Chris Hickman: So, as far as similarities go, as I said, they both do encryption and decryption. They are using, of course, KMS to do that encryption and decryption.

Jon Christensen: Yep.

Chris Hickman: And both of these stores allow the values to be reference-able in Cloud formation templates, which is really nice. And, not just Cloud formation, but there’s a bunch of services that now have integration in with services, so that you can reference values of secrets inside your scripts, templates, and in other places as well. So, without any lines of code, really, right, you can now reach out, have those secrets retrieved, decrypted, and made available to some other application.

Jon Christensen: Is that reference something, just an ARN, and then colon, and then the prefix, and then the secret name? Something as easy as that?

Chris Hickman: Yeah. I mean, at the end of the day, the ARN includes all that information, right?

Jon Christensen: Okay.

Chris Hickman: So the ARN is fully describing, it’s basically saying it has account, region, service, and then the actual name of the key for the secret as well, right? Or the parameter, as it may be. So that ARN is the full thing, and sometimes you don’t have to use the full ARN, if, depending on the service, and depending on whether it’s within the same account, you can use the alias, or the short-

Jon Christensen: A token-ized ARN?

Chris Hickman: … Or just the name of the key, right?

Jon Christensen: Uh-huh.

Chris Hickman: So, you can keep it really simple. So, if your namespace was /Moby/development/myapp you can just do that, instead of the full ARN.

Jon Christensen: Cool.

Chris Hickman: Yeah. So, that’s how they’re similar. So, let’s talk about some of the key differences between them. So, one of the ways they differ is just the types of values that they store. So, Systems Manager Parameter Store, so you can store either encrypted or unencrypted plain text data into it, right?

Jon Christensen: Mm-hmm (affirmative).

Chris Hickman: So, you have that flexibility. So, this is kind of the complete solution for all sorts of just parameters, configuration data, just any kind of key-value pairs that you want to store, Parameter Store will allow you to do that. And it has multiple different types of values. So, you can have strings, you can have lists of strings, and then you can have secure strings, which are encrypted.
Secrets Manager on the other hand, the only thing it supports are encrypted values. So, which makes it, I mean, again, the name gives it away, right? It’s a secrets manager. So, everything you store in Secrets Manager’s going to be encrypted.

Jon Christensen: I mean, I guess that’s like, “Okay. This let’s you do three things, and this let’s you do one thing, but the one thing is the same across both of them.” So, unless I’m nervous that I’m going to forget to store my secrets encrypted, like, “Well, I could forget and accidentally store them unencrypted,” because Parameter Store will let me do that, I mean, that’s potentially something to worry about. But otherwise, it still feels like there’s not a clear winner here.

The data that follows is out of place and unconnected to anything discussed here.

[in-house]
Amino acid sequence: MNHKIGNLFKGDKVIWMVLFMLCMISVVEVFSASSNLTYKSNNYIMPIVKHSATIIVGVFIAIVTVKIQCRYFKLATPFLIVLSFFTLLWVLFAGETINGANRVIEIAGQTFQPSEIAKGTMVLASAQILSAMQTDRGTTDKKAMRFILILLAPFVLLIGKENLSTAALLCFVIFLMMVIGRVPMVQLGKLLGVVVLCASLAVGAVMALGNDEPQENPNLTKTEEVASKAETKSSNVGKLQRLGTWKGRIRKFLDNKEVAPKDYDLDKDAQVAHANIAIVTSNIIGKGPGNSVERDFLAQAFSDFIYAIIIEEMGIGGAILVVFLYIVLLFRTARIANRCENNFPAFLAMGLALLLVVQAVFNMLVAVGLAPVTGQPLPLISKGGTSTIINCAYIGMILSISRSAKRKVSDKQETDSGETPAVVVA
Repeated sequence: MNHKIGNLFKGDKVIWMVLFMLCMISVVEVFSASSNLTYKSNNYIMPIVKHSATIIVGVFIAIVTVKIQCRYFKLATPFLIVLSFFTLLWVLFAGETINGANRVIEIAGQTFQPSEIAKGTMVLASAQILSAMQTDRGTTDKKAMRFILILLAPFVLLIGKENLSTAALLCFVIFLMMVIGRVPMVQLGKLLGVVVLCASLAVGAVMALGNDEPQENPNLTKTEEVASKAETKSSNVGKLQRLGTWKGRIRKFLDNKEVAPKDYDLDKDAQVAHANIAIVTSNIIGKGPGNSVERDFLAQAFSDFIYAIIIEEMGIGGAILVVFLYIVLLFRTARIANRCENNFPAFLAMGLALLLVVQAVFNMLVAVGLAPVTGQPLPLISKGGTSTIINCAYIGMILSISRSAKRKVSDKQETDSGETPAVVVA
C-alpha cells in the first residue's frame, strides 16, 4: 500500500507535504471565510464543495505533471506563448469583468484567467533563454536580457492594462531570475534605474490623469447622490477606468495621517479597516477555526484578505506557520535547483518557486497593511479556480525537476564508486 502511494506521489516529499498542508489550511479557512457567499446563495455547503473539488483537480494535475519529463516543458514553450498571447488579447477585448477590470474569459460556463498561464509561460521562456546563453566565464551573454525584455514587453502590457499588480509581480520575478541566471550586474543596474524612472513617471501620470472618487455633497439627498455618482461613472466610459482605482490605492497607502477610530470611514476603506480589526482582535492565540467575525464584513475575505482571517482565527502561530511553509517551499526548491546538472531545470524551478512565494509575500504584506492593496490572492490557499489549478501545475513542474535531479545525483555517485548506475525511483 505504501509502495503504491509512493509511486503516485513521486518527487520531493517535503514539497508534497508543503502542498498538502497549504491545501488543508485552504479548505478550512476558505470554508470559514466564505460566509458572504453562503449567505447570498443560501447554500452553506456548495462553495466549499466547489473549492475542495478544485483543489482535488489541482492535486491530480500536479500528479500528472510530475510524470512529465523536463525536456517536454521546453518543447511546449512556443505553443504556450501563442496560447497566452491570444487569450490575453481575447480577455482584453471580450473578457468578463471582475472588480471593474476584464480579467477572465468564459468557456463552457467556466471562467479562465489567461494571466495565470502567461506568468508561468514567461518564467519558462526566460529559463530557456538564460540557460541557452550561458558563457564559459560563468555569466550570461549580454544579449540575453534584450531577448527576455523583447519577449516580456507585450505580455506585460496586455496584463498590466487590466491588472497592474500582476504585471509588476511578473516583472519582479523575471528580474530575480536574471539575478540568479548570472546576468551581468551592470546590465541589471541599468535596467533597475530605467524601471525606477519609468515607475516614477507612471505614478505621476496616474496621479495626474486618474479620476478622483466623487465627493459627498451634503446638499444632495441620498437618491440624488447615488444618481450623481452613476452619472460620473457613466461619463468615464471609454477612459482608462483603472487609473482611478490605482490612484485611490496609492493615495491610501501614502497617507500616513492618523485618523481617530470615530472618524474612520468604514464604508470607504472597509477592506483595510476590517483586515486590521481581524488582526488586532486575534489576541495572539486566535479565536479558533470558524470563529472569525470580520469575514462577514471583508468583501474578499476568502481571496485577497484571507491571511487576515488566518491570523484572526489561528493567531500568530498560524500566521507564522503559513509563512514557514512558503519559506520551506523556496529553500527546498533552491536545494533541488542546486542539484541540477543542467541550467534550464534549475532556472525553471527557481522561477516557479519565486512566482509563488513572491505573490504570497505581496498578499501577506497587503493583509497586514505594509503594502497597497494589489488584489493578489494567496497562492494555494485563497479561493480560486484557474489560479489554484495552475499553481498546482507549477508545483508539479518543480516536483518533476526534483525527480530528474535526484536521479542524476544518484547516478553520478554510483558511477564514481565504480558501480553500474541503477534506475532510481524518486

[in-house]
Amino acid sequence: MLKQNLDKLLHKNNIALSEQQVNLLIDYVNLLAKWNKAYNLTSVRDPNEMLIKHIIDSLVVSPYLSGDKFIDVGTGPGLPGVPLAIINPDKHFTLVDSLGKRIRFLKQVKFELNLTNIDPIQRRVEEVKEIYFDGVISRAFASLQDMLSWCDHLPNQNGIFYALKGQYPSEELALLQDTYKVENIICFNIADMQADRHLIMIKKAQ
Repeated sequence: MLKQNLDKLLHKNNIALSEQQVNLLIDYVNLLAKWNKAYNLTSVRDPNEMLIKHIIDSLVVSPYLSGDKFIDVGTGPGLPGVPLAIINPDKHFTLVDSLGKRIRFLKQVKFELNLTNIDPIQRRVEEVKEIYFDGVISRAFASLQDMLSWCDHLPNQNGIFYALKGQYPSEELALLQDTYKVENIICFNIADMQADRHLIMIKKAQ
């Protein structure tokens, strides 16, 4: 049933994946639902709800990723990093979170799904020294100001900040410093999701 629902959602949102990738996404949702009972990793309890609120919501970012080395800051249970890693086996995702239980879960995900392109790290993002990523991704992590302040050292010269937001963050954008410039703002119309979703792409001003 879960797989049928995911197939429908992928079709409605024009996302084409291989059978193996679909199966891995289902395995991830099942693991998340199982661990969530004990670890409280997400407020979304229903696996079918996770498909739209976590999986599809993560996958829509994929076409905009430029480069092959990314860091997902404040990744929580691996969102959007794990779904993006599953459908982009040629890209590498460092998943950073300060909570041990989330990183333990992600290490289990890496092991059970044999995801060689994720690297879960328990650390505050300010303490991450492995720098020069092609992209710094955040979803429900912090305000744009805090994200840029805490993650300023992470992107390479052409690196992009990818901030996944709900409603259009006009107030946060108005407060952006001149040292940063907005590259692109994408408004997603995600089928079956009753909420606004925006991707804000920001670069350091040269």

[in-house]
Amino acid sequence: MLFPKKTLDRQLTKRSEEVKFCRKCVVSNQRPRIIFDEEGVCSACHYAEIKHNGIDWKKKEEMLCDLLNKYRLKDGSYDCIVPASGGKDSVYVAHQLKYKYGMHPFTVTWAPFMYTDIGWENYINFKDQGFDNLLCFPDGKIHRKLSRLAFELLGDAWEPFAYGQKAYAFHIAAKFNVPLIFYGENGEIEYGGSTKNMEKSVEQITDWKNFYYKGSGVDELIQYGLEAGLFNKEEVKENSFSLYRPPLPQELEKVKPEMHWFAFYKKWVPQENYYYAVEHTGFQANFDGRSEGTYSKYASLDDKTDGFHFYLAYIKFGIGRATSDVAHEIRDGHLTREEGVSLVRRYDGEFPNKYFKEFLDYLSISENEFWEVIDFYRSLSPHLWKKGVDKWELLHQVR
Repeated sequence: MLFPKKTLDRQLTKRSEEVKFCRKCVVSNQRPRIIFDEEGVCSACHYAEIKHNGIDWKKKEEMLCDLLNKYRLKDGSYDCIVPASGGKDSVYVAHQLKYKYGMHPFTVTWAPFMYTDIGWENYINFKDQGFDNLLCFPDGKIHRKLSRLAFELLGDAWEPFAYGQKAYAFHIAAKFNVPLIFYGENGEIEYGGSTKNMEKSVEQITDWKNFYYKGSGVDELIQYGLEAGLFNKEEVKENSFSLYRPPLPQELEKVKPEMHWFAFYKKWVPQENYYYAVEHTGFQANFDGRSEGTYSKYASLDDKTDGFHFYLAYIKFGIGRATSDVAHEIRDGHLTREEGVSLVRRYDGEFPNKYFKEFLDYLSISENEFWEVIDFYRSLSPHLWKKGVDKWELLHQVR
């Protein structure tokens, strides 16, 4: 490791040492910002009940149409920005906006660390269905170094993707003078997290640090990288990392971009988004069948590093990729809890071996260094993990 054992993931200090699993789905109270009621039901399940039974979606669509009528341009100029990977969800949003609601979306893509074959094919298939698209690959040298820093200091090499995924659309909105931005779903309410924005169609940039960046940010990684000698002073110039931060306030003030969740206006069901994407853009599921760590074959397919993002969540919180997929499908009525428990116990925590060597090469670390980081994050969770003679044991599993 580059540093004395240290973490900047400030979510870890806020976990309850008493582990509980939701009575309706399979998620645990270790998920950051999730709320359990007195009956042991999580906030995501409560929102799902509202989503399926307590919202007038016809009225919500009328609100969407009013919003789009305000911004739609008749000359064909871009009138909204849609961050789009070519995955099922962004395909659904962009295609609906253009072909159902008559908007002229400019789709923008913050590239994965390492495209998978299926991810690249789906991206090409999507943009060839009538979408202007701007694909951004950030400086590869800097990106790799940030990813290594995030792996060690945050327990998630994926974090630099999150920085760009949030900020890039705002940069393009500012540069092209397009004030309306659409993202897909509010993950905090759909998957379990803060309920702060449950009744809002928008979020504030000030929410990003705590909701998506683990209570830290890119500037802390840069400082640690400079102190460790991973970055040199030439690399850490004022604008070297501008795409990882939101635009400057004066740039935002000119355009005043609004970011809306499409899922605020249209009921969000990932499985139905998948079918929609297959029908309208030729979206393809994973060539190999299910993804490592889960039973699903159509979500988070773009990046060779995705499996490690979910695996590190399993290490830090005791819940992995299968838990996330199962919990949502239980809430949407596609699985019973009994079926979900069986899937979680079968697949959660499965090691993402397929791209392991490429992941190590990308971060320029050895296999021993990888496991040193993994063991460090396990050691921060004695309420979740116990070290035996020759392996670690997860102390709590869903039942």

Chris Hickman: Mm-hmm (affirmative). Again, other than, if you want one solution to manage all things, and some of that doesn’t need to be encrypted, then-

Jon Christensen: Oh, there you go. So then it-

Chris Hickman: … Parameter Store gives you that flexibility, right? So.

Jon Christensen: … It might be nice to not use two different services-

Chris Hickman: Yes.

Jon Christensen: … If you know … Okay. Got it.

Chris Hickman: Mm-hmm (affirmative). Yep. So, let’s talk about cost. So, cost is actually one area where these differ dramatically. So, with Systems Manager Parameter Store, there is no cost for parameters at the standard tier. And you can have up to 10,000 of these parameters per account, I believe that is, right?

Jon Christensen: Okay.

Chris Hickman: So, remember, Parameter Store has those two-

Jon Christensen: No matter how often you access them? So, you’re accessing these parameters just non-stop?

Chris Hickman: … Mm-hmm (affirmative).

Jon Christensen: They charge by the amount of parameters?

Chris Hickman: So, yeah. So, remember, Parameter Store has those two tiers, right? The standard and advanced. And so we say, with the standard, that is limited to a maximum size of 4K bytes.

Jon Christensen: 4K, yep.

Chris Hickman: And it is doing the encryption/decryption directly with KMS, using the CMK, right?

Jon Christensen: Mm-hmm (affirmative).

Chris Hickman: So, and that’s one of the reasons why it has that 4K limitation. But so, if you are using standard tier parameters, again, you can have up to 10,000 of those. There’s no cost. It doesn’t matter how many times you access them. I mean, you will be subject to throttling quotas, if you go above it. So, like KMS, has quotas, right? Across your account. So, you can exceed that, and then you would be throttled.

Jon Christensen: Okay.

Chris Hickman: But there’s no cost at all for standard tier.

Jon Christensen: Okay. Okay.

Chris Hickman: Now, advanced tier parameters, they will incur charges. So, there is some charging there. But this is a big win for Parameter Store. So, basically it’s free, as long your values are 4K or less, and you stay at the standard tier, this is free.